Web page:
The Hutchinson News from Hutchinson, Kansas on January 30, 1942 · Page 10
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The Hutchinson News from Hutchinson, Kansas · Page 10

Hutchinson, Kansas
Issue Date:
Friday, January 30, 1942
Page 10
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Page 10 article text (OCR)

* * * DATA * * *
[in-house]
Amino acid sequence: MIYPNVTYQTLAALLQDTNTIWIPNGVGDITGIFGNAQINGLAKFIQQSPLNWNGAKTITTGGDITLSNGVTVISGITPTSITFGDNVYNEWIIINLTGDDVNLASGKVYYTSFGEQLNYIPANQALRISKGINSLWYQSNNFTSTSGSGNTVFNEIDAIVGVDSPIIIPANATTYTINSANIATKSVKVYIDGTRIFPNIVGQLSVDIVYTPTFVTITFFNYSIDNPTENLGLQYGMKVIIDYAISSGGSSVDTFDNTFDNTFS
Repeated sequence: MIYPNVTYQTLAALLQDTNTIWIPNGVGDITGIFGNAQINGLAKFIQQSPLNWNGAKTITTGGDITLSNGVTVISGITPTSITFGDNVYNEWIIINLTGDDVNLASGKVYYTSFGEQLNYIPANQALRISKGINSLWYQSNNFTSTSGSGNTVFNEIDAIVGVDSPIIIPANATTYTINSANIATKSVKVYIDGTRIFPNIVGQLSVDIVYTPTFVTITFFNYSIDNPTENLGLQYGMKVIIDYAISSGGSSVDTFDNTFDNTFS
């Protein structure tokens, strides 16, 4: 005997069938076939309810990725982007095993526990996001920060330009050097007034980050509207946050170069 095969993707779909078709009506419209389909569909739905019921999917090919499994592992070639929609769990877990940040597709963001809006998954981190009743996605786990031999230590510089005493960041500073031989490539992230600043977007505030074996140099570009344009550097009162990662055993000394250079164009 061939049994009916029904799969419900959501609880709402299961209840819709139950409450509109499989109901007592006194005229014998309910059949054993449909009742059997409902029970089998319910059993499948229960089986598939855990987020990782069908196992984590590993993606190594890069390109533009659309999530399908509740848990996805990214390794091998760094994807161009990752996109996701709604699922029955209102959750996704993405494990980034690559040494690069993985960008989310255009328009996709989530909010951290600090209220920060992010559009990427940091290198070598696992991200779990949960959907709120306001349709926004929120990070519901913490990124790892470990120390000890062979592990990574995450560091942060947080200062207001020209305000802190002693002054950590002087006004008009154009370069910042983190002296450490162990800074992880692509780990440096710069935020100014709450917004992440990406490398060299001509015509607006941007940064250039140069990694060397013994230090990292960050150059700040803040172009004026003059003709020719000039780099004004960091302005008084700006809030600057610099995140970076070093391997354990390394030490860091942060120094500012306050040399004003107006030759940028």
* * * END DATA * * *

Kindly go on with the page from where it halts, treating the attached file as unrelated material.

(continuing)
CAGE TEN THE HUTCHINSON. K,A N.S.A.S,, .. N Jg.VV,S, Has Faith In Island Port Corrpgitlor Won't Be Taken. Attdei'smi Says The Japs will never take Cor- rcgirior. it's tuo well fortified, says Rex Anderson, 533 East C, McVny cab driver. Even 19 years ngo when he tame home from the fabulous Philippines where some of the natives have tails and man} eat dried grasshoppers, the fortifications on the big rock guarding Manila bay were to his mind impregnable. "Jap battleships used to lie otf- shove but they didn't try any funny business," recalls Anderson. "They didn't let a Jap on the islands unless he was sent to the prison located there." Corregidor, tin island roughly a dozen miles long by four or five wide, isn 't. Anderson's idea-cf nn idyllic plate for a man to spend the rest of his life, ,lnp s or no Japs, but jusf 3i miles across the bay is Manila, with any amount of variety of entertainment. Tormented By Heal Worst feature of the islands, the yellow Nipponese execpted, is tlu> beastly climate, which Is difficult tor white men—more so for white Women —to endure. About three months of the year, from January to March, it rains almost all the time. The bed clothes do everything but rot and men are tormented by prickly heat. Bed bugs thrive. In the dry season the bed bugs can bo liquidate^ an interesting way, by putting the mattresses and sheets on ant hills, but there is practically no defense against l/icm in the rainy time. The ants go after the bed vermin viciously '•'id presumably eat them, as the •' ds are cleaned in short order. . When Anderson was on Corregidor, the island was populated by about 15,000 soldiers, who lived' in barracks, and by numerous Filipinos, whose homes were bam- bio shacks, raised on stilts. The hilly island, boasting one moun-i lain, was covered by a jungle of undergrowth, sheltering a few snakes and thousands ol monkeys. Game was limited compared with the "mainland" — Luzon — where wild chickens, deer, hogs and other life rbounded. Impressed By Igorotcs Many of the natives were taking on the white man's civilization, wlnen Anderson was there. Moros and other tribesmen largely com-! prised the native soldiery. But the wild lgorotes were in a class by .themselves. '• Anderson saw but a few, as they lived in remoter parts of the islands. He never will forget their unusual appearance. Their spines didn't stop growing when the rest of them did, and each one had u naked tail—"just bone covered with skin"—sticking out behind his breech clout. The native diet interested Anderson. The Filipinos living on Corregidor ate fish and rice, prosaically, but their dessert of unhatched chicks just about ready to leave the shell kept him away from their dinner tables. Their habit of leaving meat on the roots "1 their houses three or four days before cooking it also repelled him, On the mainland the natives were reputed to eat dogs. When grasshoppers began flying in clouds, as they did every year, the natives turned out with sacks and caught millions. The long legged insects were dried in the sun and eaten like peanuts. Wary of Japs U. S. military forces were taking no chances with Japs even in 1923. Soldiers were not allowed cameras, except with permission of their commanding oflicers, and no one was permitted to take pictures of guns or fortifications. There - wore underground bomb shelters and hospital wards. An- r,500 MiLKS IN LIFEBOAT —After his steamer, Prusn, was torpedoed 100 miles from Honolulu, Cool. G. ir. Boy, (almvt) and twelve of his men, spent a month In a life- bnat—crossed 2,500 miles of open sea and landed on one of the Gilbert Islands northeast of Australia, the Navy department reported. (derson served in the 42nd coast artillery company and also was in the 59ih coast artillery, part of the 31st brigade. There were picture shows, "malt bars," baseball games and other entertainment on Corregidor. Any liquor there was smuggled in, but beer—or "spiff—was sold openly Soldiers looking for a good time spent their leave riding across to Manila on a government boat one day, returning the next. The trip each way look four hours. Anderson was stationed on Corregidor more than two years, leaving there as a sergeant. He served nearly five years more on Angel island, in San Francisco bay. It is believed that a scarcity of Ismail mammals, such as rats, mice and lemmings in the Arctic is the cause of the flight of large num- ,bers of snowy owls to eastern [Canada and New England. Municipal employes of Sacramento, Calif., have been classified 'for civilian defense on the belief jthat they would be more valuable [for emergency' service than privately employed volunteers. How To Live For Less 11. Buying" Meat AP Feature Service When uncertain about the butchering, it's always best to buy government eraded meat. The range is prime, choice, good, com mcrcial and utility. Lower, standard grades are wholesome and nutritious with proper cooking More than pennies can be saved by using cheaper cuts: shoulders of pork or lamb, breast of lamb spare-rtbs, stewing beef, stewing chicken, neck, flank and shank of lamb, ox-tail, hearts, kidneys, beef and pork liver. Cheese and egg dishes can substitute for meat two or three times a week. Fish prices and supplies vary. Pork is lowest in autumn; beef usually is /airly steady; chickens, ducks, turkeys, are cheapest in the cold •HOB DEPARTMENT borrowed from a rancher 1 ! brand, the thin/ "X bar" ol noilheadt on the kiltie, and outlining the tquars loe of Ihit striking la .heeler ol Seine "iVtoroca/'n/* MAIN ruiun BOOKS CLOStDi Cliarue purchases payable March 1. MAIL ORDERS jlvtn prompt aUent'-ft. "Mynette" Youthful Half-Size Dresses for little women s 4.98 Happy in fit, snappy in fashion are these Mynettcs of exquisite Mareco rayon crepe. Tailored and dressy styles with cardigan, V, plunging and jjollarless neckline treatments. . . . clever tucking, shirring and piping, flattering yokes. Choose from flora 1 s, monotones, border effects, scroll patterns in navy, copen, blue, green, heather pink. Sizes 14V4 to 24',/> Others SS.9K, Sfi.98. and SI .38 Spring Suits for that practical but pretty took $ 29.95 First honors for. daytime fashions in 1942 go to suittt -—softer, more feminine versions in twills, soft woolens and shetlands. The color choice includes pastel ^bhuj, rose, gold, beige, wheat, black and YV navy - 'Sizes 12 to 20 Other Suits $22.95 ami $25.00 \ W «v; Jersey Dree^s lireak into Print for Spring $ 9 .98 Jewel-tone jerseys are bright and sparkling to wear under furs now and on through Spring. They're advance fashions' newest note for dressy wear. Gay, colorful, crystal-clear patterns on ttvs soft, clinging, wrinkle-resisting fabric. The styles feature plunging necklines and slim midriff. Sizes 12 to 20 — 18J4 to 24 >/i READT TO WEAK DEPARTMENT SECOND FLOOR Get Flags at V'ileyV Show your colors. Display the American flag. Our new shipment includes various sizes for every requirement. 3x5 feet $2.20 4x6 feet $3.20 6x8 feet $4.70 Flags In other sizes, mounted on staffs Sc to 35c ' NOTION DEPARTMENT— MAIN fTOOtt February Belt of the Month "Americana" Vogue advertised 5 1.50 * America's call to colors . . . a distinctively different accent to lend spice to your favorite frock. One of the many exciting originals by Schaffer. New Spacious Handbags of gabardine or faille 5 2.98 that Big, roomy bags hold everything . . . . styled with charming de-' tails in black gabardine with shiny patent trims or rich-looking failles in red, brown, navy or black. Smooth Capeskin Gloves $ 2.50 Smooth - fitting, soft, supple capeskin gloves in a color range for. accessory coordination, Kelly green, red, saddle tan,> brown, black or white. t ACCEapORV DEPARTMENTS—MAIN ru >OJt 50c Throw the tail over, pul) into ready-tied knot, slip up to collar and the tie is tied. No pins, no hookB, Boys like it. HOYS" »HOP~»ECONn Fl«OR The Hat's the thing to proclaim Spring • - . .'., - . Straus — Flower Hats Si ( Felts in pastels and black -^J. an " ? ^ 98 Enlived your winter costume with a. new hat. a pretty hat, a hat that's bright and.feminine. You'll find just the one in Wlley/s new selection of advance styles. Rytex Stationery printed with name and address on sheets, envelopes 200 sheets 100 envelopes 5 1.00 . Smooth writing paper in three smart colors—blue, ivory orafCT white. Get several boxes at ., thft low price, for gifts and l|£,?v£t3 r ! your own use, ' «s» — — — ORDER BV MAI I, — — WILEY'S, Hutchinson, Kansas Please send me ...... boxes ol Rytex Slajioneiy nt $1 On a box s Print your name and address as you wish it to appear; • Name. , ,, ,... Address , ,. •. ..,>.. Color - ., .... ( ) Charge C )Cash Include 2% State, fa* and 10c postage on cash mail orders. IN Toilet Goods Sale , continued through Saturday Bath Oil and Soap Special 98c Large size bottle of Billy B. Van's Pine Bath Oil and two cakes of Pine Tree Soap, all for 98c. Jergen's Toilet Soap 12 69c Jergen's hard milled bath tablets that lather superbly in hard water. Pine, jasmine, geranium or carnation fragrances—Box of 12 cakes for 69c. Other Staple Toiletries and Beauty Needs at Savings Sateday^LasjJDax^f January White Sale Kenwood Blankets with Monogram $g .98 Saturday is your last opportunity to get this 72x84 inch, all wool Kenwood blanket at the special price of $8.98, with three-letter monogram. Dusty rose, green, peach, claret, blue, beige orj cedar. • • ?, Alio $10.08 Kenwood for $0,08 $1.98 Pequot Sheets, 81?108..... ..... '.. MM $3,79 Utica Percale Sheets, 81x108 ; $2.98 $1.29 Bath Mat and Lid Cover Set $1.19 . $2.50 Lace Table Cloths, 72x90 , $1.89 Also other Linens and Staples at Savings Qstermoor Mattress § J |l£ Last Day Saturday Regular $39.50 $"?Q .85 Qstermoor , , , . Get this soft, rest' Jul, long • lasting Ostermoor jnner- 3 n ring mattress, now at saving of nearly $10.00. Shop, Saturday, $29.50 Ostermoor8 . $22.50 $49,50 Oslermoovs .